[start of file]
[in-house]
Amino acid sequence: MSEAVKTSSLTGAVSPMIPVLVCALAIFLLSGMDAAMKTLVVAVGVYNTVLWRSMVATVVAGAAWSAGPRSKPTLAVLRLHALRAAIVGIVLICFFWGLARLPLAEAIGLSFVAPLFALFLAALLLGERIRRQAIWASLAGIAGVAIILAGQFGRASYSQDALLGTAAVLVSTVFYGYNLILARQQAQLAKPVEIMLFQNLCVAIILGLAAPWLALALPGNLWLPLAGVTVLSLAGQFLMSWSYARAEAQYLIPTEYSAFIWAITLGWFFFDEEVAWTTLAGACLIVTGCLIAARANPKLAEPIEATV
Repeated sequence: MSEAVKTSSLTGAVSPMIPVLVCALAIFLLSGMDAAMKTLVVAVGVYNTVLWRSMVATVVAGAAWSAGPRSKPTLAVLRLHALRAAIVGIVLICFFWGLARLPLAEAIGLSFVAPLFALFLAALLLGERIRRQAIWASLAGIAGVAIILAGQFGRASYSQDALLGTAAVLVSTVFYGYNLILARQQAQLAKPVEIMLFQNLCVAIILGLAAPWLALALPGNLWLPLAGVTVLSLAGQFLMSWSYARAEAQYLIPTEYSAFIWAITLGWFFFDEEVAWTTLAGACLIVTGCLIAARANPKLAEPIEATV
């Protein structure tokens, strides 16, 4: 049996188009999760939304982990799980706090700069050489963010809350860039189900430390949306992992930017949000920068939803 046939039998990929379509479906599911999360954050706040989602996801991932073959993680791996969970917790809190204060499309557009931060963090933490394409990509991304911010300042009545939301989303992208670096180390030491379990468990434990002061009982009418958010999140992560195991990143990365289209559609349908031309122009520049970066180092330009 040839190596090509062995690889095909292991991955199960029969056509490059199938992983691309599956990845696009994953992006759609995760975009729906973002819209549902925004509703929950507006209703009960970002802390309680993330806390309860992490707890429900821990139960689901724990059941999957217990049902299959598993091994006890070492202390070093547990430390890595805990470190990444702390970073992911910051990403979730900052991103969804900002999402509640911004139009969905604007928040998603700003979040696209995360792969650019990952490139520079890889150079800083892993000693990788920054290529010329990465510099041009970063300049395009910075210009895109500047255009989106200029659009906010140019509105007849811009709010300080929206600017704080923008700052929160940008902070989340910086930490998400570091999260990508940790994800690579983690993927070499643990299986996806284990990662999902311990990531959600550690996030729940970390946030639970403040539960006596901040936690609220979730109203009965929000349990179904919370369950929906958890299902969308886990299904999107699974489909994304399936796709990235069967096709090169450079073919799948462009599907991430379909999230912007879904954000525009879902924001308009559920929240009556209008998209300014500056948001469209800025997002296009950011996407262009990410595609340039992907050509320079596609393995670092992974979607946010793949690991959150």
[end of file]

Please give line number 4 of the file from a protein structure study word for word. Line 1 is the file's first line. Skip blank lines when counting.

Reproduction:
């Protein structure tokens, strides 16, 4: 049996188009999760939304982990799980706090700069050489963010809350860039189900430390949306992992930017949000920068939803 046939039998990929379509479906599911999360954050706040989602996801991932073959993680791996969970917790809190204060499309557009931060963090933490394409990509991304911010300042009545939301989303992208670096180390030491379990468990434990002061009982009418958010999140992560195991990143990365289209559609349908031309122009520049970066180092330009 040839190596090509062995690889095909292991991955199960029969056509490059199938992983691309599956990845696009994953992006759609995760975009729906973002819209549902925004509703929950507006209703009960970002802390309680993330806390309860992490707890429900821990139960689901724990059941999957217990049902299959598993091994006890070492202390070093547990430390890595805990470190990444702390970073992911910051990403979730900052991103969804900002999402509640911004139009969905604007928040998603700003979040696209995360792969650019990952490139520079890889150079800083892993000693990788920054290529010329990465510099041009970063300049395009910075210009895109500047255009989106200029659009906010140019509105007849811009709010300080929206600017704080923008700052929160940008902070989340910086930490998400570091999260990508940790994800690579983690993927070499643990299986996806284990990662999902311990990531959600550690996030729940970390946030639970403040539960006596901040936690609220979730109203009965929000349990179904919370369950929906958890299902969308886990299904999107699974489909994304399936796709990235069967096709090169450079073919799948462009599907991430379909999230912007879904954000525009879902924001308009559920929240009556209008998209300014500056948001469209800025997002296009950011996407262009990410595609340039992907050509320079596609393995670092992974979607946010793949690991959150």